Shaping a flourishing Ethiopian household


Yonsei Global Health Center (YGHC), with funding and support from the Korea International Cooperation Agency (KOICA), will run a project called the Small, Happy and Prosperous Family in Ethiopia (SHaPE) project until December 2023.
The SHaPE project, also called the National Campaign for Promoting Knowledge, Attitude, and Behavioral Changes in Population and Reproductive Health in Ethiopia, aims to improve awareness of sexual reproductive health and gender equality in Ethiopia and contribute to decreasing the fertility and maternal mortality rate.
The project has funding of USD 1.7 million, and will run in Addis, Amhara, Dire Dawa, Oromia, Sidama, Somali, Tigray and Southern Nations, Nationalities, and Peoples’ Region (SNNPR).
According to Worldometers, the Ethiopian population has already surpassed 117 million people. More than 34.6 million people, or 29.6% of the population, are living below the poverty line and earning less than USD 1.25 per day.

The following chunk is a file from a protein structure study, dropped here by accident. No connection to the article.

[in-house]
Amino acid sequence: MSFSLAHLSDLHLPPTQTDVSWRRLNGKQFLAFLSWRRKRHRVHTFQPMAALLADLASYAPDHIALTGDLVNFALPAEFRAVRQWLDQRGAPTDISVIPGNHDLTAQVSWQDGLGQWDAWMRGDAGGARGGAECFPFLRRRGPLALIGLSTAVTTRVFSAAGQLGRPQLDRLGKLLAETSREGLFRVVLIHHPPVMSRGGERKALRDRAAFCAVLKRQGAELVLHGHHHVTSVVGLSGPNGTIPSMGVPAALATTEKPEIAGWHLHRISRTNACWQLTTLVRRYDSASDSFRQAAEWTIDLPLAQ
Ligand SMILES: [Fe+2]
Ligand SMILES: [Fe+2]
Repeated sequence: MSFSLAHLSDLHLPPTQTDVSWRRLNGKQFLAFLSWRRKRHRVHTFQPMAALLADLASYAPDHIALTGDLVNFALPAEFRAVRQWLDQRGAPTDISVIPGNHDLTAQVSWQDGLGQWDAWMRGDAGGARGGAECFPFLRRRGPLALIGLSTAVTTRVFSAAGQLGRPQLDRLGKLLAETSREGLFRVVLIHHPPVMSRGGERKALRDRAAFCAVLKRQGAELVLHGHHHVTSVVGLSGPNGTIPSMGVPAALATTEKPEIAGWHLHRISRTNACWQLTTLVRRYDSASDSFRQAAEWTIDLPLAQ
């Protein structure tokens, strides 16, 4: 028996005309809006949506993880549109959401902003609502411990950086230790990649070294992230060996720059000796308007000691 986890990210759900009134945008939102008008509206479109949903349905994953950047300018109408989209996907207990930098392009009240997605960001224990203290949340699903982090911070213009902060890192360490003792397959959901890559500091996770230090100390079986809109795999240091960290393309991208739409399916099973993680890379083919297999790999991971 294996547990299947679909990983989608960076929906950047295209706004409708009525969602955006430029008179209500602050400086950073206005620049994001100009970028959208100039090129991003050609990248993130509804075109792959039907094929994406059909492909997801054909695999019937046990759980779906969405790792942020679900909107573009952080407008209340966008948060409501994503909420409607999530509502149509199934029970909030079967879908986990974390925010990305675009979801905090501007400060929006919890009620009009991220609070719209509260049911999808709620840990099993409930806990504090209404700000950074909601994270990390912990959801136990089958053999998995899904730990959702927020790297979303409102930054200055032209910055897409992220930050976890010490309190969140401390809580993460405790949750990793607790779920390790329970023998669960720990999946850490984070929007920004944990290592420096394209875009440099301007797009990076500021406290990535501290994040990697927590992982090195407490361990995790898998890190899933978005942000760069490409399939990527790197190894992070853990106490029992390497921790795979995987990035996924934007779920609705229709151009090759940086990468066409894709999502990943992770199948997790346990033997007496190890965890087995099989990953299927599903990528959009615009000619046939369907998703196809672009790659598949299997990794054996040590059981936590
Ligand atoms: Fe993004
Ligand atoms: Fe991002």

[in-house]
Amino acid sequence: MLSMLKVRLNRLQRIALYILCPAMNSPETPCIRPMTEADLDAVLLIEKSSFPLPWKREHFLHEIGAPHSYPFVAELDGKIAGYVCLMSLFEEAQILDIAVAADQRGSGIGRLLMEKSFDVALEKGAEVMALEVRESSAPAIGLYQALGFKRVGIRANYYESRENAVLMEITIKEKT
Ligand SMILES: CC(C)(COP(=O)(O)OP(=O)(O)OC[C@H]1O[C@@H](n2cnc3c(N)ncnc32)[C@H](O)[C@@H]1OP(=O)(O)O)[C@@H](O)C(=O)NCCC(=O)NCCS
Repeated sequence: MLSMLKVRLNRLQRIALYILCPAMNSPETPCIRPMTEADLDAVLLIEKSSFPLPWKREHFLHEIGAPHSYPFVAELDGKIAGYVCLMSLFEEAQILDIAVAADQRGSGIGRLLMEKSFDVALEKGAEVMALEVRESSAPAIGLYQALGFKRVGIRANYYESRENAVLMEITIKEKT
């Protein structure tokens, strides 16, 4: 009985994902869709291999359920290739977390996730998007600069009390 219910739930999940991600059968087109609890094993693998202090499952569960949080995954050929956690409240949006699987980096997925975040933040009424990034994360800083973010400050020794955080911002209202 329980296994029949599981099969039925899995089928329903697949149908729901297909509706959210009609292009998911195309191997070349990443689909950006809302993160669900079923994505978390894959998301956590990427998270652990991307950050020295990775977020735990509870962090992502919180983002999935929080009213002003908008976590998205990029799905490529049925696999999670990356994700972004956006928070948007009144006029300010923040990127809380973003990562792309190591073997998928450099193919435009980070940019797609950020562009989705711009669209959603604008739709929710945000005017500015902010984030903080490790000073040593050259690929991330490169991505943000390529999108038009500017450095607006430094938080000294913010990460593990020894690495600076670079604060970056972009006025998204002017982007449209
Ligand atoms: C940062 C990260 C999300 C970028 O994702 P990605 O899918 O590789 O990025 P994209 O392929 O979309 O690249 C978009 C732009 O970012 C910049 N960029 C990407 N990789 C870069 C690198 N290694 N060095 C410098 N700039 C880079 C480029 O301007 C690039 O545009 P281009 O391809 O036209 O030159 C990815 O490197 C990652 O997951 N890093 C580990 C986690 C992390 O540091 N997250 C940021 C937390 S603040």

Ethiopia also has some of the lowest gender equality performance indicators in sub-Saharan Africa. Women and girls are disadvantaged in literacy, health, livelihoods, and basic human rights, among other areas. They suffer low status in society and lack social support networks.
Women’s health is also poor, affected by poverty, poor nutrition, and restricted access to health care services due to financial constraints and cultural beliefs, according to the 2011 and 2016 Ethiopian Demographic and Health Survey (EDHS). That same survey found that more than 95% of respondents did not know where to go for contraceptive services and/or they had poor knowledge of or exposure to modern contraceptive methods.
Maternity can also be dangerous for both mother and child in Ethiopia, which was exacerbated by the pandemic. COVID-19 reduced the amount of clients presenting for family planning by 27%. Skilled deliveries decreased by 27.6% and postpartum family planning by 66.7%.